Australia has one of highest rates of asthma in the world. With a prevalence rate of 10% in Australia, asthma is a national health priority area.
The Australian Asthma Handbook defines asthma as chronic condition which can be controlled but not cured. The goals of good asthma control are to minimise day and night time symptoms, limitation of activity, airway narrowing, bronchodilator use and risk of adverse outcomes such as exacerbations.
A 2015 study by Reddel et al. surveyed 2,686 Australians with asthma aged over 16 years. The online study used the Asthma Control Test (ACT) and revealed that: 54.4% of participants were classified as ‘well controlled’, 22.7% of participants were ‘not well controlled’, 23.0% were ‘very poorly controlled’.
This interactive online learning activity is valued at 6 Hour(s) of continuing education.
Associate Professor Charlotte Hespe
MBBS (Hons), FRACGP, DCH (Lon), FAICD, GCUT (UNDA)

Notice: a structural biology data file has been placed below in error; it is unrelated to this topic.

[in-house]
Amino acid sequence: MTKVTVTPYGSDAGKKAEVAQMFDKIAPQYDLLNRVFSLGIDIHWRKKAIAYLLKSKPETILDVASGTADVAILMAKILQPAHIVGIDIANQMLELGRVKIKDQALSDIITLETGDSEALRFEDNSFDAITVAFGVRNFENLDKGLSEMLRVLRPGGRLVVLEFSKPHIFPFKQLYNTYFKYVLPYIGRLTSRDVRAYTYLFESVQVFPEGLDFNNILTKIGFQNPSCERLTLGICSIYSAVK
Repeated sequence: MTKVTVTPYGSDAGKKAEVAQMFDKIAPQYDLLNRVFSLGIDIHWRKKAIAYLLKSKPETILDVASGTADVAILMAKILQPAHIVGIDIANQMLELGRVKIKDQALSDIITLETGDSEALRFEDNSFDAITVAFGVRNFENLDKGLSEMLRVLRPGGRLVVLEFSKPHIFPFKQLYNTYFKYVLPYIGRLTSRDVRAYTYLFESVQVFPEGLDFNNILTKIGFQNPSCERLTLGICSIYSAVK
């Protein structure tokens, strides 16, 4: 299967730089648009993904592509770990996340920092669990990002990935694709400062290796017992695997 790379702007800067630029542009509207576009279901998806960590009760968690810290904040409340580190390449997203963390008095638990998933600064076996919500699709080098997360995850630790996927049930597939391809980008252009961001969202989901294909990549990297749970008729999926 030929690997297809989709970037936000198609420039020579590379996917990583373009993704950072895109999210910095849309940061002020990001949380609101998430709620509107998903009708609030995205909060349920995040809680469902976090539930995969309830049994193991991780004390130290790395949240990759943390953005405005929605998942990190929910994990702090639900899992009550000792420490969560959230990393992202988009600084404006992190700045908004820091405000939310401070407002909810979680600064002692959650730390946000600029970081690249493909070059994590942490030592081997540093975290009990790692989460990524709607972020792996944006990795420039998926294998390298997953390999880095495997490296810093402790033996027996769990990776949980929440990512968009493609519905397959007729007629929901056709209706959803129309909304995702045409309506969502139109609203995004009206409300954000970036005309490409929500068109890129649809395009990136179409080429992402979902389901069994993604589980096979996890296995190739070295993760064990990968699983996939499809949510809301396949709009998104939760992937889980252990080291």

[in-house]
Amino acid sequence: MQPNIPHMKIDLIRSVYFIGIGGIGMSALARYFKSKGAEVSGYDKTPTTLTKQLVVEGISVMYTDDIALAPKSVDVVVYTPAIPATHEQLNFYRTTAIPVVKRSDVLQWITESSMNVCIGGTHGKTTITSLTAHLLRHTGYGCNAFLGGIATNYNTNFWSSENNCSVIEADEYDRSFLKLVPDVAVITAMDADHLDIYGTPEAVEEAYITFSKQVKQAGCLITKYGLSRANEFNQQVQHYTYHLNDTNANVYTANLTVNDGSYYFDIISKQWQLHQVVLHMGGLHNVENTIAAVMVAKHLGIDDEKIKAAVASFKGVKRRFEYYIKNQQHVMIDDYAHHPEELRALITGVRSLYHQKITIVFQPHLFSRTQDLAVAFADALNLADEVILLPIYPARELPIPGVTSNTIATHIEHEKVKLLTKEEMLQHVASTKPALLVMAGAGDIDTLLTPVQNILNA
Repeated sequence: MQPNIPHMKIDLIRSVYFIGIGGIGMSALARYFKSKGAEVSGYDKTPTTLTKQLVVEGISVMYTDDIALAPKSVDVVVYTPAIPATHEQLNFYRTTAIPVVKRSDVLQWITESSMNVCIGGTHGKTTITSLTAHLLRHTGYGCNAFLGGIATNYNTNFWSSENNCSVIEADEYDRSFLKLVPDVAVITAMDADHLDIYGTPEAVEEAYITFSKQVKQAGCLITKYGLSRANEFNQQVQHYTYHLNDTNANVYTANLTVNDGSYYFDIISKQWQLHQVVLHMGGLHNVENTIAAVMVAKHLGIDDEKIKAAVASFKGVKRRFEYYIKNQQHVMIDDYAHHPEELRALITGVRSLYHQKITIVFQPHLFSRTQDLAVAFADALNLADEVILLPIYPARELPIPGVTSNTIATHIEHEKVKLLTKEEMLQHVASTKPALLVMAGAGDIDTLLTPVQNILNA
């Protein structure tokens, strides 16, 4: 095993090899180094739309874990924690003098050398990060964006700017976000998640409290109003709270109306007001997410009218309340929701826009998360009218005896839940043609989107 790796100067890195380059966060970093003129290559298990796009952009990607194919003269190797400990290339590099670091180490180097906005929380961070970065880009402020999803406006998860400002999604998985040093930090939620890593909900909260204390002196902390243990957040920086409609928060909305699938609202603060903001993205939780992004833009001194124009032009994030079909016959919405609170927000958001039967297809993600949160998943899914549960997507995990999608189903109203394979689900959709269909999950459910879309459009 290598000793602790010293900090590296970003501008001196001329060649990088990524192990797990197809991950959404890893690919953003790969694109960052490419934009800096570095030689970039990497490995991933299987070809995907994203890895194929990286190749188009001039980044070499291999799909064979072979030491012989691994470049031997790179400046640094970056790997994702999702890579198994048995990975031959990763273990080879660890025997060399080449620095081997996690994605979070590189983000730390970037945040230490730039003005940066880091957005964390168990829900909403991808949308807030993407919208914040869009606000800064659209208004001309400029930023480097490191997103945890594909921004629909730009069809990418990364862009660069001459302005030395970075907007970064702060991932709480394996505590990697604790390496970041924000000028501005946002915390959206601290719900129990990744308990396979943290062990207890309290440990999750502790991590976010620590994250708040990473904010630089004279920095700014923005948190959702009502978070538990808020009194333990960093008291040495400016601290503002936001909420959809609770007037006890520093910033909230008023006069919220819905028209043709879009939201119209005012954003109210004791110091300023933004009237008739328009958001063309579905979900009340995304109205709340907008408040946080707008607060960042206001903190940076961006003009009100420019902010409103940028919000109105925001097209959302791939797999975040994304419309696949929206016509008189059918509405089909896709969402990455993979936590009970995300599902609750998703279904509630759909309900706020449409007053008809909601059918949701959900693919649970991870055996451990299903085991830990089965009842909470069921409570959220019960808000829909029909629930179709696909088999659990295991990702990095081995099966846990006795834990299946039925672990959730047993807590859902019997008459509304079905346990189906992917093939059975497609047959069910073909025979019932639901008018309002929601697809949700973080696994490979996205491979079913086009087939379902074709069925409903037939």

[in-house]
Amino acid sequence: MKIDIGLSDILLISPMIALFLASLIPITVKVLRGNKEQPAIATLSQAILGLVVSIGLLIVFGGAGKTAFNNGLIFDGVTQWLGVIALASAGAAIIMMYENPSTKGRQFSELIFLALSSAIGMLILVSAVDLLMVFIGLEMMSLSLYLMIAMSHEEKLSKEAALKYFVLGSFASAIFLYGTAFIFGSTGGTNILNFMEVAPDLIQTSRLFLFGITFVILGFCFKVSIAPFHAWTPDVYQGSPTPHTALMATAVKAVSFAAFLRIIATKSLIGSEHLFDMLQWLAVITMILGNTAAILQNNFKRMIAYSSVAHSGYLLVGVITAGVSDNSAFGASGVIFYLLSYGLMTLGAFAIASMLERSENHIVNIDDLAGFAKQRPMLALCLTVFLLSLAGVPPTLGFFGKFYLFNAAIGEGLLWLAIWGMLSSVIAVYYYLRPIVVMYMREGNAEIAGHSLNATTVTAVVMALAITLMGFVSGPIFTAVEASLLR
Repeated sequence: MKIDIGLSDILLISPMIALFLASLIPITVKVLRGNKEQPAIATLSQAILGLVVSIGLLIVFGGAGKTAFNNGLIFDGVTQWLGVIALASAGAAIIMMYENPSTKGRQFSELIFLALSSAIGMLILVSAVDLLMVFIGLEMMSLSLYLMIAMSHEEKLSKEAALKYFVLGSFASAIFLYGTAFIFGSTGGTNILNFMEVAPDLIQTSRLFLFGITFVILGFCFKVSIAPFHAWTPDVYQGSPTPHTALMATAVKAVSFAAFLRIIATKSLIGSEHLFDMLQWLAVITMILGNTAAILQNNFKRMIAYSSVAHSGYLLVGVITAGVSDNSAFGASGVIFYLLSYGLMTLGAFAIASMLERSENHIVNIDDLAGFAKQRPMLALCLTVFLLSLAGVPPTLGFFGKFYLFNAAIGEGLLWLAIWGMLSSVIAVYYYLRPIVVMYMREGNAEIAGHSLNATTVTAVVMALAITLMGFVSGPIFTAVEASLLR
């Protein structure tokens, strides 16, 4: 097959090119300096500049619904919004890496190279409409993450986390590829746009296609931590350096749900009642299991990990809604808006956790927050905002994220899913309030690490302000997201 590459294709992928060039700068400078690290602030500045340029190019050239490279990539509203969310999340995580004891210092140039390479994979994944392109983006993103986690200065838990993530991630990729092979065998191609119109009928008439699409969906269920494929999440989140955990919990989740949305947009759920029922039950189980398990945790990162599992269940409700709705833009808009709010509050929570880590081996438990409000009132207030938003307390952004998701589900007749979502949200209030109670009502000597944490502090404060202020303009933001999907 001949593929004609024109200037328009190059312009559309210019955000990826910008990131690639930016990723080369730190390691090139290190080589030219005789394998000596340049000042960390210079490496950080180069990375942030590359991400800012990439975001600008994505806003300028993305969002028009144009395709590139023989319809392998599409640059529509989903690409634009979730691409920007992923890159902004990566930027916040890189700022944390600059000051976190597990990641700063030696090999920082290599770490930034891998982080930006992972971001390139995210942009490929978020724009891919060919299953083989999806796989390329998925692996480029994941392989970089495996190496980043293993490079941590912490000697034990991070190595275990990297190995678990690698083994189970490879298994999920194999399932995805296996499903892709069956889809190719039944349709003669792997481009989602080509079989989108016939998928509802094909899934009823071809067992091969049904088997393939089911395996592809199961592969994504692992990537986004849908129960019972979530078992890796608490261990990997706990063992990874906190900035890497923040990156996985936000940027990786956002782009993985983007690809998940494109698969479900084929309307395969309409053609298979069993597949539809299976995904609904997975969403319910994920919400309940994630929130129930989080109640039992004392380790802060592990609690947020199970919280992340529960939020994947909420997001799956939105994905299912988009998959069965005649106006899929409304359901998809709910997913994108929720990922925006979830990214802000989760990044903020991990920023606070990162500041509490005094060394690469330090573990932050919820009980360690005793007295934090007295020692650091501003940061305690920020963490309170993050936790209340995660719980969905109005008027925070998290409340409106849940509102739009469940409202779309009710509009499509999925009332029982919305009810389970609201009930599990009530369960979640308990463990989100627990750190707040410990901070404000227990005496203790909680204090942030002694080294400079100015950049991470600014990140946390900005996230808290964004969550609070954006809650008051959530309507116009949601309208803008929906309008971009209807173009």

Head of General Practice and Primary Care Research,
University of Notre Dame Australia - School of Medicine, Sydney
Chair, RACGP NSW/ACT
Director, Central and Eastern Sydney PHN
Director, Glebe Family Medical Practice, NSW
Professor Matthew Peters
MD FRACP FThorSoc
Professor of Respiratory Medicine
Faculty of Medicine and Health Sciences
Concord Hospital NSW
Professor Sinthia Bosnic-Anticevich
B Pharm (Hons), PhD
Principal Research Fellow,
Woolcock Institute, University of Sydney, NSW
On completion of this program, participants will be better able to:
- Distinguish between the modes of action of benzodiazepines, benzodiazepine receptor agonists and more novel therapies to address sleep onset and maintenance
- Describe the role of novel therapies in the management of chronic insomnia
- Identify patients with insomnia who would be appropriate for switching to novel therapies
- Counsel patients regarding the potential risks associated with long term use of benzodiazepines and benzodiazepine receptor agonists(‘Z-drugs’), and how to switch from these drugs to novel therapies